A TEACHER who failed to tell a parent she had lost her daughter's life-saving medication has been found guilty of unacceptable professional conduct.
The girl, who came to no harm because of the incident, had a severe allergy to oranges, England's General Teaching Council was told. She could have suffered anaphylactic shock and died had she come into contact with the fruit.
Alison Webb, the teacher, was accused of causing an unnecessary risk to the pupil's health by not telling the parent about the loss.
The disciplinary committee was told that Mrs Webb failed to explain to the girl's mother in 2004 that the Epipen, an emergency shot of adrenalin, had been lost and that a replacement was needed urgently at Sacred Heart RC primary at Thornton-Clevelys in Lancashire during 2004.
The mother was simply asked to provide a new Epipen, without being told that the school had no access to one in the meantime. She did not provide a replacement until several days later because she was unaware of the urgency.
Mrs Webb said: "I can understand how the mother felt and if I caused her any anxiety, that is my biggest regret. I assumed the parent would bring the Epipen the next day and the matter would be cleared up."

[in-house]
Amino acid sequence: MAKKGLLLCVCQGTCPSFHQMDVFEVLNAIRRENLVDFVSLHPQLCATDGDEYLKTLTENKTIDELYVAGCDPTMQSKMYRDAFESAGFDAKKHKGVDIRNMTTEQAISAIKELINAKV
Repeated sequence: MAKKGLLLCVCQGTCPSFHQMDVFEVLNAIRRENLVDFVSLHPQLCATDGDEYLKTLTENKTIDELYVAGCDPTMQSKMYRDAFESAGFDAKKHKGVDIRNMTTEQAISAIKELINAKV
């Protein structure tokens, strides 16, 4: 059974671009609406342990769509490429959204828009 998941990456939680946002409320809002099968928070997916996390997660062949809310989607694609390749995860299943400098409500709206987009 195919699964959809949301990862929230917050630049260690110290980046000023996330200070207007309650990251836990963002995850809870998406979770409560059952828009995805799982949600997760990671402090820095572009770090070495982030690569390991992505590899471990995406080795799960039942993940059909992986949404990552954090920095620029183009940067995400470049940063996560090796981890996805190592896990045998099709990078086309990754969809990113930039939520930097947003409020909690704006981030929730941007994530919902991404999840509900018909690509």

Ann Bleasdale, the present headteacher of Sacred Heart, said that denying the pupil immediate medication could have been seen as a "life or death"
situation. "Mrs Webb's behaviour indicated a cavalier approach to the child's welfare," said Ms Bleasdale. "The pupil's condition is extremely rare and all staff were aware of it."
Mrs Webb received a written warning from the school last June and has since taken another job. The committee heard that Mrs Webb was instructed by the acting head at the time to ask the parent to provide a new Epipen but not to tell her they had lost it.
Andrew Faux, presenting officer, said: "Mrs Webb did what she was told to do, but what she was told to do was wrong. You were fearful of further repercussions from the child's mother and wanted to be safe from any future difficulty."
Mrs Webb was found guilty of unacceptable professional conduct, but no sanction was imposed.